Shrubs and trees in Flood zone

The difficulty in land suffering from frequent flooding is that apart from the submersion’s periods, the soil can be dry. Plants which thrive in humid areas are therefore not suitable and we must look for another range of plants…

Shrubs and trees in Flood zone
Near water, envisage overflowing.

To each hollow, its puddle
The flooding of part of the garden can have different causes. Often it is a stream which overflows, like a ditch which fills up and spreads water around. The meteorological hazards lead to flooding even without the presence of a stream or river. For example, in case of strong rain, the rain from a storm will have a tendency to accumulate in the lower parts if nothing allow them to drain away further. And during the particularly wet seasons, the ground-water table can come up to an already soaked soil and increase its depth. You need particularly strong plants to put up with these changing conditions…

Shrubs and trees in Flood zone
In a badly draining soil, water can accumulate up to 30 cm high for more than 10 days.
Shrubs and trees in Flood zone
Raising the soil by a few centimetres is often sufficient to fight superficial water.

The first solution against this type of event consists in creating raised beds, held on their sides by planks, stones or any other material, so as to improve drainage. But this solution is only suitable if we are talking about a few centimetres of water.

Willows and ornamental grasses
Plants which are the most suited to temporary flooding are the ones which grow around ponds which can see their level vary enormously in the space of a few weeks. Willows and Poplars which naturally colonise these ponds’ surrounds are perfectly suitable. Decorative varieties such as the Salix Integra also thrive in these conditions. Alongside, we can take example on the ornamental grasses such as the Miscanthus which withstand perfectly the fact of going from one extreme to another. A lot of ornamental grasses, if not all, withstand to spend 15 days under water or in saturated soil. The Sedges (Carex), The New Zealand Flax (Phormium) and Horsetail also count in their ranks perfectly suitable plants for these conditions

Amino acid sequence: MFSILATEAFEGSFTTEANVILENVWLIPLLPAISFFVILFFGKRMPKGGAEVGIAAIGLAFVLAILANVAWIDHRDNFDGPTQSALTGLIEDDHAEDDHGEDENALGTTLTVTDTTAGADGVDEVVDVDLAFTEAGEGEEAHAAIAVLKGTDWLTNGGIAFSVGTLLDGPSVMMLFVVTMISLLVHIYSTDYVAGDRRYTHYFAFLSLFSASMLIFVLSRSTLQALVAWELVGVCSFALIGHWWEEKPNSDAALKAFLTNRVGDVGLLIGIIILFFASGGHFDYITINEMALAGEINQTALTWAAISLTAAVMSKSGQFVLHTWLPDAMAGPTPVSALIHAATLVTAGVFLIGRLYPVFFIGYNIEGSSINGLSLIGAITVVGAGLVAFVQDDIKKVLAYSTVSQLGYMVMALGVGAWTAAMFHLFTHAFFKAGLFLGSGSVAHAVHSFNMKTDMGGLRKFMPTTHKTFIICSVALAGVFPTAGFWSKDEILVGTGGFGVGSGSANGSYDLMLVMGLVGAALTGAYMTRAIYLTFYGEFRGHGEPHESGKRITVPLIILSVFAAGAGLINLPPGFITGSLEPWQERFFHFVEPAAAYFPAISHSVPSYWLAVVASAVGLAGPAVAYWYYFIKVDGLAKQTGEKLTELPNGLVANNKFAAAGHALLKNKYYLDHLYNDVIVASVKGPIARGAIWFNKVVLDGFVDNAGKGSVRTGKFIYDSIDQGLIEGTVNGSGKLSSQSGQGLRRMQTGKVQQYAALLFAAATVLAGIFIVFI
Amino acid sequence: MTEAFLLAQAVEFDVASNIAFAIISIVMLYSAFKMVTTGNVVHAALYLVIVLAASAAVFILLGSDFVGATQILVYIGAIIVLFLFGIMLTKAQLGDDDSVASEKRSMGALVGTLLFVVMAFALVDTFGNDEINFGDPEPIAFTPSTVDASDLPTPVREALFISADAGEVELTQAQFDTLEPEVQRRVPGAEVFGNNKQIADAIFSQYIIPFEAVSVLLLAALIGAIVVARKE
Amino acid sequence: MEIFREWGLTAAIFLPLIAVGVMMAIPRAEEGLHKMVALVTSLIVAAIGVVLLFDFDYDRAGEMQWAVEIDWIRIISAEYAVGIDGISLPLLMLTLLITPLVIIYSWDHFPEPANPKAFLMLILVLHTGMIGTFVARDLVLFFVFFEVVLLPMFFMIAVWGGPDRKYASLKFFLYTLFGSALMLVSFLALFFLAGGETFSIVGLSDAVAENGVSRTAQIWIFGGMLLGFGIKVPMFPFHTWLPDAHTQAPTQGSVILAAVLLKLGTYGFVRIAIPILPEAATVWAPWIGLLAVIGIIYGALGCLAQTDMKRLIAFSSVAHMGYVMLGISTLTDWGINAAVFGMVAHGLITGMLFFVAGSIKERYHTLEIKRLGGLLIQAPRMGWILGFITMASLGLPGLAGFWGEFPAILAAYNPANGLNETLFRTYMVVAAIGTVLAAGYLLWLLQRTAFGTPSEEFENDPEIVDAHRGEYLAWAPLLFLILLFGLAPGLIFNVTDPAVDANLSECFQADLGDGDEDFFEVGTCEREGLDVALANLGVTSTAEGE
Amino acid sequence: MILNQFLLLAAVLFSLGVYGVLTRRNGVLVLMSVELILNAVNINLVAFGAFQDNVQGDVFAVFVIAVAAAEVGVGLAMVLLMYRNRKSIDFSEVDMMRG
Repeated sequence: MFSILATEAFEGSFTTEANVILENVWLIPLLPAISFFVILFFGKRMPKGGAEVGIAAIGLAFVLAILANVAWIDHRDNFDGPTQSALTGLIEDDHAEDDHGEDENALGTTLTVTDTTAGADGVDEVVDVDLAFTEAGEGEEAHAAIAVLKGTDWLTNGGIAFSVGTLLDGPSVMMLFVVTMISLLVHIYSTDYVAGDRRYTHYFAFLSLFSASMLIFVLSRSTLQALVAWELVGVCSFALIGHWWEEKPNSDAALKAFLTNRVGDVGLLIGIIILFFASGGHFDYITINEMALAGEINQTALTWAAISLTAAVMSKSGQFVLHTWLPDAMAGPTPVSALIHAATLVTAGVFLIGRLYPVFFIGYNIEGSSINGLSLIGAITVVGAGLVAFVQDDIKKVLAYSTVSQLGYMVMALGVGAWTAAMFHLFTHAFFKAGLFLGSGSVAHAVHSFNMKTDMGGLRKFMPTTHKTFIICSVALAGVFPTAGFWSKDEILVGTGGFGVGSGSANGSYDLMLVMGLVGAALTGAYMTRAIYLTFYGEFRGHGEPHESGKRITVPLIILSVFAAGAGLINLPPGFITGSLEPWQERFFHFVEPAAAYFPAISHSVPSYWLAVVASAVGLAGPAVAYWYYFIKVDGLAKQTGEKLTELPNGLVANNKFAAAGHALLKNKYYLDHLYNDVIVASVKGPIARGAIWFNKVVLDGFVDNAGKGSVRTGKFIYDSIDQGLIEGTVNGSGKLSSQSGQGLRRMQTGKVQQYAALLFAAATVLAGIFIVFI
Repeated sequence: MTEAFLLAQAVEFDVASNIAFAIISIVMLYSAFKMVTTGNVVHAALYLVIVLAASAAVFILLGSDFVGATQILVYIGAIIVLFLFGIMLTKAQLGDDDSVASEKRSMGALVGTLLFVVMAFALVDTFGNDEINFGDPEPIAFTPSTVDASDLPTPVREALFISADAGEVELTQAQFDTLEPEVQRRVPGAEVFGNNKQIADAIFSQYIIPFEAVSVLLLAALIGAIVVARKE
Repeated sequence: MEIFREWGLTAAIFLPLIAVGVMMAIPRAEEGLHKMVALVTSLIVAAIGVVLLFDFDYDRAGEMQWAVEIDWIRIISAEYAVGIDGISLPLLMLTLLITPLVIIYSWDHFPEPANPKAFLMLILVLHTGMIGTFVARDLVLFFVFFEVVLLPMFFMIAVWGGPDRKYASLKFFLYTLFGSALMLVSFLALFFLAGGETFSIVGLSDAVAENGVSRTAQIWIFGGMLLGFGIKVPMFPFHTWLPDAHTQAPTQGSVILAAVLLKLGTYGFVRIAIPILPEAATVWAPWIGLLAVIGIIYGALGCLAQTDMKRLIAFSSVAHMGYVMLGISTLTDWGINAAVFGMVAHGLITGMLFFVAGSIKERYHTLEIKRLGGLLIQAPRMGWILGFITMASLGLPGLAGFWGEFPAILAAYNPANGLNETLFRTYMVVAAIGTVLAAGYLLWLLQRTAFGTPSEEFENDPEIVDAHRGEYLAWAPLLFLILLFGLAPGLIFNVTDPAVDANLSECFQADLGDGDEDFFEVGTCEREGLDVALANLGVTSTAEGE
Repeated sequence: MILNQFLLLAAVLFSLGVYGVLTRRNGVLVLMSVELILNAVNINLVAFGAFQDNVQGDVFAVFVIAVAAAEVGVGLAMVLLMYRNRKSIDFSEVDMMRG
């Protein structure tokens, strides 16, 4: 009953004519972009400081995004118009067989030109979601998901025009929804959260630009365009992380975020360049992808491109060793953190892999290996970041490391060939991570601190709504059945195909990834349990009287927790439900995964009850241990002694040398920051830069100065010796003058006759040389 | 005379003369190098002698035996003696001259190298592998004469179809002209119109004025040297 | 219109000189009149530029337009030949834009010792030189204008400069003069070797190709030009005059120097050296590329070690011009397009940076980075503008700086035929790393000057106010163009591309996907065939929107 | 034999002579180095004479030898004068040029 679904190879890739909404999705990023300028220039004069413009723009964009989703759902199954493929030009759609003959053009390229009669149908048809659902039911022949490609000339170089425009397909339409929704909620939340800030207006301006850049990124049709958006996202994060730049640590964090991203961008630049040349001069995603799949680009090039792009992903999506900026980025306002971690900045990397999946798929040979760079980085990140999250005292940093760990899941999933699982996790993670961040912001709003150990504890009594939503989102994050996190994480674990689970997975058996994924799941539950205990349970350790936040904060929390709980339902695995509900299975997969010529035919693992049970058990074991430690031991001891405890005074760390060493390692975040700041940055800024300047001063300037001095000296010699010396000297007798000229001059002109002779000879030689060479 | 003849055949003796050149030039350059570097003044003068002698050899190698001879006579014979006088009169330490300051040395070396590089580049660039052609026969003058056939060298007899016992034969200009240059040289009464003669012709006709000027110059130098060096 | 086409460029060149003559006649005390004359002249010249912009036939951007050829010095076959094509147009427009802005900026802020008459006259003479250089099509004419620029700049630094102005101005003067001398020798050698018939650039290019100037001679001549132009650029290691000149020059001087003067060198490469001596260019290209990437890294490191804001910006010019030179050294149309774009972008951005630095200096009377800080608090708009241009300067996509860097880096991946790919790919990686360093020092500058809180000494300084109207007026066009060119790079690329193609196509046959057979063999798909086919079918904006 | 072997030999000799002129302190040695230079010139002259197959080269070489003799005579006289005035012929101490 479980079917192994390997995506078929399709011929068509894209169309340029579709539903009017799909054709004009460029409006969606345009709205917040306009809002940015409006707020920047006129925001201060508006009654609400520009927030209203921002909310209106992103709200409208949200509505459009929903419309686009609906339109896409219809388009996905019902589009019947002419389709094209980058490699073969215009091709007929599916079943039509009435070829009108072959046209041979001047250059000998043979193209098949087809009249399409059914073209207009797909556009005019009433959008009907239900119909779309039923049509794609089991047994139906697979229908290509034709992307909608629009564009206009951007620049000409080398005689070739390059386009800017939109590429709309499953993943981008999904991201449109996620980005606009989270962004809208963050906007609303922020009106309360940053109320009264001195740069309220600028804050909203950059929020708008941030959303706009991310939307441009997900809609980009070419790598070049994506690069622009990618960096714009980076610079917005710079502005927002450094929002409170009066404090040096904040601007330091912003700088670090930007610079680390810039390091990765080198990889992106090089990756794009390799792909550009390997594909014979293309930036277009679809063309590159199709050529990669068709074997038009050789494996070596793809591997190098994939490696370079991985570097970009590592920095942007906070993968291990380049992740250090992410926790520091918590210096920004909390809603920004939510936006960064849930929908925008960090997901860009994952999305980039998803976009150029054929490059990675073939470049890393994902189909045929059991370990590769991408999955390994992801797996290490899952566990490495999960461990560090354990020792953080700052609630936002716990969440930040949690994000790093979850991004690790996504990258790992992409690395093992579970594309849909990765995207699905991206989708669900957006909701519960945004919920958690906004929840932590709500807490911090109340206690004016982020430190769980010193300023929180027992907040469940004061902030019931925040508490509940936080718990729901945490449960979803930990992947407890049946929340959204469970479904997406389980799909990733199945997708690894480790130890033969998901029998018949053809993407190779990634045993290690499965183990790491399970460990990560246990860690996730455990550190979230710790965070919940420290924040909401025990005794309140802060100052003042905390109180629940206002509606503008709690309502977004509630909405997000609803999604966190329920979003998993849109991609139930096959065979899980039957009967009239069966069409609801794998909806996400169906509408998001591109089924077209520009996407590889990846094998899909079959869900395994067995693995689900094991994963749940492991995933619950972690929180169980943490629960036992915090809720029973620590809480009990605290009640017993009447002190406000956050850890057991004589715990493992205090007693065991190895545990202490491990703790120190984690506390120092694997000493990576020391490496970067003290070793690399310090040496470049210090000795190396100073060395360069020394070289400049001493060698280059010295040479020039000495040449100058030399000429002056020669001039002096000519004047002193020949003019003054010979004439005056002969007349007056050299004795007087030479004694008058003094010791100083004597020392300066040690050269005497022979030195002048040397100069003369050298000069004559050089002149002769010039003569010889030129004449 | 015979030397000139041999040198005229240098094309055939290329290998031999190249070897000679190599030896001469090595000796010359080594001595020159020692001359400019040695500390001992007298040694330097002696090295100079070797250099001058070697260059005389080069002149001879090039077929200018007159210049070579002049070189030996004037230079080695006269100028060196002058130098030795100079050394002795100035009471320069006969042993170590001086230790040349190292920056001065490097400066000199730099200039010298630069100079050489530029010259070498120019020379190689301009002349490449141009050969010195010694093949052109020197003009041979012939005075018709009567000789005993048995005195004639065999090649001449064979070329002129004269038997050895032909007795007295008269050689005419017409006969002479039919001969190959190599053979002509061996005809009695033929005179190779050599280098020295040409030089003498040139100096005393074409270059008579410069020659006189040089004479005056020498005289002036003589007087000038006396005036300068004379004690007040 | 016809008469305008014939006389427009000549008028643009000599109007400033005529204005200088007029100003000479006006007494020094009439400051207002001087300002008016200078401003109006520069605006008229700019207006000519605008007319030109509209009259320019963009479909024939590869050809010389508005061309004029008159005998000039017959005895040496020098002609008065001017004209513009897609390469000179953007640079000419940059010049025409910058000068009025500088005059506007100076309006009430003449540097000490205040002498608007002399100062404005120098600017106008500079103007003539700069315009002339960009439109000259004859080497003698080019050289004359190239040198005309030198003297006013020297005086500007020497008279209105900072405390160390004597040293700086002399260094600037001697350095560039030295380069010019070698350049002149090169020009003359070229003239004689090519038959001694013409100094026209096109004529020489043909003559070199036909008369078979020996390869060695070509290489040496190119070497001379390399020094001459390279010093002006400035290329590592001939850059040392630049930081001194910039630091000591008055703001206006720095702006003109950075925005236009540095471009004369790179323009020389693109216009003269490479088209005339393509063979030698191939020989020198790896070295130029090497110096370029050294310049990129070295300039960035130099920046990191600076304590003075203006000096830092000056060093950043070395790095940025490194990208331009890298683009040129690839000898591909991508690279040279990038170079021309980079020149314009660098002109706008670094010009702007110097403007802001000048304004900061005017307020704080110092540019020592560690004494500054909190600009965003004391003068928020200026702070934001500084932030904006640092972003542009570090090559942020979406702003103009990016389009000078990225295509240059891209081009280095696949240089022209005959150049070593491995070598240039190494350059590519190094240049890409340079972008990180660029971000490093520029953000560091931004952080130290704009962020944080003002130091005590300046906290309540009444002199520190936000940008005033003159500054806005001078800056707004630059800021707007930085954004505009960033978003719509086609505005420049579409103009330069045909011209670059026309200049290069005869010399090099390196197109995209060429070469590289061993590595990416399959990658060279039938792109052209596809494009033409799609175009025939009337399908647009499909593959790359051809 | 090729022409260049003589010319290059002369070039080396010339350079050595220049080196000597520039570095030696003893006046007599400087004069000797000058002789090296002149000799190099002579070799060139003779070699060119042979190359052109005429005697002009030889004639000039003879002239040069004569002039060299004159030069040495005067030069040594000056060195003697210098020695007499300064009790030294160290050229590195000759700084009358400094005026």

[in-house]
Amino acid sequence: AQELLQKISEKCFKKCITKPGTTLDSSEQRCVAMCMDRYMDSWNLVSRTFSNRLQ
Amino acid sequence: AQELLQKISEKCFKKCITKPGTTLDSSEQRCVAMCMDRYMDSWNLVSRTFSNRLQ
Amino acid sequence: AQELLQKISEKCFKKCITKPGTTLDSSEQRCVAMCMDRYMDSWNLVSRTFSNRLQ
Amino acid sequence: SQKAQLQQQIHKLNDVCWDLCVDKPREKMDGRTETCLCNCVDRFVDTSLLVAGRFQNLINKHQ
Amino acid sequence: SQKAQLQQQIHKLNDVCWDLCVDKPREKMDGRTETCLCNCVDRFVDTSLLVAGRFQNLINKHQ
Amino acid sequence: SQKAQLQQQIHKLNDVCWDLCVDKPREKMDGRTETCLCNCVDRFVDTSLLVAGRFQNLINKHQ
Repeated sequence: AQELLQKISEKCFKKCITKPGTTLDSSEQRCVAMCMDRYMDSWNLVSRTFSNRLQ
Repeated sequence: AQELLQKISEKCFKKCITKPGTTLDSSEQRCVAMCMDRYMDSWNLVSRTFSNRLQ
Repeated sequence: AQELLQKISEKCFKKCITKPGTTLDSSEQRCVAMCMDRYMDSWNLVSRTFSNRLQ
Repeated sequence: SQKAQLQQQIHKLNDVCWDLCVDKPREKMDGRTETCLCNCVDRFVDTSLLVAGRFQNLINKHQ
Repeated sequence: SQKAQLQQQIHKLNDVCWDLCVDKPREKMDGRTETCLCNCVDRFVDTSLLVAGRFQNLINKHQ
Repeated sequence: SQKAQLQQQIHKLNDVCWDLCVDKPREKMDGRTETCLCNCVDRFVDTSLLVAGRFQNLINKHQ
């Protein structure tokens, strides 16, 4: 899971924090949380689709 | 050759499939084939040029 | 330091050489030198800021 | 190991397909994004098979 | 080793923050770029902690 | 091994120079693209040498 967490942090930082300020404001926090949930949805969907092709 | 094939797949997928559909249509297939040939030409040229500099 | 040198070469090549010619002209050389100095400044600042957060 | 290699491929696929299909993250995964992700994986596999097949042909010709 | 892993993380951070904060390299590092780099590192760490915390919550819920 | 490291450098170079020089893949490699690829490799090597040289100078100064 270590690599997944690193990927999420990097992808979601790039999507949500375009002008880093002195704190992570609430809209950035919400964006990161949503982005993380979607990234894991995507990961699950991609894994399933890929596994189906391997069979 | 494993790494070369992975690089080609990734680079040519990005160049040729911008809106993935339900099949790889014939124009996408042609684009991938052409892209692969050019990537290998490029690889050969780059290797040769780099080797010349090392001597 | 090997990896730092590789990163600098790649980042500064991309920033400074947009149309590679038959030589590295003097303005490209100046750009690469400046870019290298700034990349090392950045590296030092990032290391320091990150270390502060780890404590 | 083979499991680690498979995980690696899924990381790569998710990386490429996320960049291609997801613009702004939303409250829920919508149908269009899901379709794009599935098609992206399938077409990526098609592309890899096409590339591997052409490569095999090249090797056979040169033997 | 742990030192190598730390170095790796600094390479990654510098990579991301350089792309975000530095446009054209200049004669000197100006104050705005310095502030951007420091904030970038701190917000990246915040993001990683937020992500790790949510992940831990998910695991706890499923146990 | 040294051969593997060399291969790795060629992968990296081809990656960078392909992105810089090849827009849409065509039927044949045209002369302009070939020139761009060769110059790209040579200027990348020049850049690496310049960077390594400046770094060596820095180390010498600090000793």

Shrubs and trees in Flood zone
Peonies hate soaking for more than 24h in water.

Plants to avoid
In areas where the soil is likely to become so waterlogged that the plants are going to be submersed, avoid growing thick-leaved or soft-tissue plants. Rhubarb, Peonies or Hostas for example risk rotting with a prolonged contact with water. And when the flooding episode has ended, they risk suffering from the return of warmth and dryness.

Other plants are stagnant-humidity intolerant for more than a few days, particularly conifers (except the Bald Cypress- Taxodium distichum). Evergreen shrubs such as privet and Elaeagnus (Oleaster) do not thrive in this condition which weakens them quickly. Finally you must avoid growing plants which have fragile roots like Roses which do not like having their roots asphyxiated.

A few tips for fewer worries
Dig some draining channels like small ditches 10cm deep from the ground surface so as for the water to drain away more rapidly after the flooding episode. You can gain one to two days which can make a big difference to numerous plants. If this ditch is troublesome fill it with draining pebbles.

Do not hesitate to cut back the plants which have been submersed. This will encourage them to produce clean, new foliage and they will be forced to soak up water from the soil, and accelerate its drying up.

Speed up the end of the roots’ asphyxia in digging a deep hole (a diameter of 30cm is sufficient) in which the surplus water will accumulate, like in a well. 2m around approximately, the ground will no longer be saturated with water.

M. Jean-Michel GROULT
 
Pépinières PLANFOR
1950 Route de Cère
40090 UCHACQ - FRANCE
Tel : (020).7660.0178
Fax : 0033 558 064 854